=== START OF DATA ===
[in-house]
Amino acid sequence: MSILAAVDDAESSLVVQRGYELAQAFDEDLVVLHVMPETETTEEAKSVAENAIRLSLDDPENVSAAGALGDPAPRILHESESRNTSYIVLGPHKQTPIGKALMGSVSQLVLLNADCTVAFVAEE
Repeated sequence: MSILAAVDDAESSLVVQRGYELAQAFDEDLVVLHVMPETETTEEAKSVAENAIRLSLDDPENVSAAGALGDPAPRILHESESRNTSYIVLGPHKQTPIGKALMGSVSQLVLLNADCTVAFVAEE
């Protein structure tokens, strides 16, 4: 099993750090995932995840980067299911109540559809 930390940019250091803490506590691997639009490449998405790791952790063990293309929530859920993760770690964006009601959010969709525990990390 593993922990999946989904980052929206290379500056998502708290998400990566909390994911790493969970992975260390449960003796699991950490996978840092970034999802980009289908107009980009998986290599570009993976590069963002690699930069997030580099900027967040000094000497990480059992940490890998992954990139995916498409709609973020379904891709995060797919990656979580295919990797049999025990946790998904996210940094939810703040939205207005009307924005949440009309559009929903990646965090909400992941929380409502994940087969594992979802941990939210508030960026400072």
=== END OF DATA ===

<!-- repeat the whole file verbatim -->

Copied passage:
[in-house]
Amino acid sequence: MSILAAVDDAESSLVVQRGYELAQAFDEDLVVLHVMPETETTEEAKSVAENAIRLSLDDPENVSAAGALGDPAPRILHESESRNTSYIVLGPHKQTPIGKALMGSVSQLVLLNADCTVAFVAEE
Repeated sequence: MSILAAVDDAESSLVVQRGYELAQAFDEDLVVLHVMPETETTEEAKSVAENAIRLSLDDPENVSAAGALGDPAPRILHESESRNTSYIVLGPHKQTPIGKALMGSVSQLVLLNADCTVAFVAEE
């Protein structure tokens, strides 16, 4: 099993750090995932995840980067299911109540559809 930390940019250091803490506590691997639009490449998405790791952790063990293309929530859920993760770690964006009601959010969709525990990390 593993922990999946989904980052929206290379500056998502708290998400990566909390994911790493969970992975260390449960003796699991950490996978840092970034999802980009289908107009980009998986290599570009993976590069963002690699930069997030580099900027967040000094000497990480059992940490890998992954990139995916498409709609973020379904891709995060797919990656979580295919990797049999025990946790998904996210940094939810703040939205207005009307924005949440009309559009929903990646965090909400992941929380409502994940087969594992979802941990939210508030960026400072």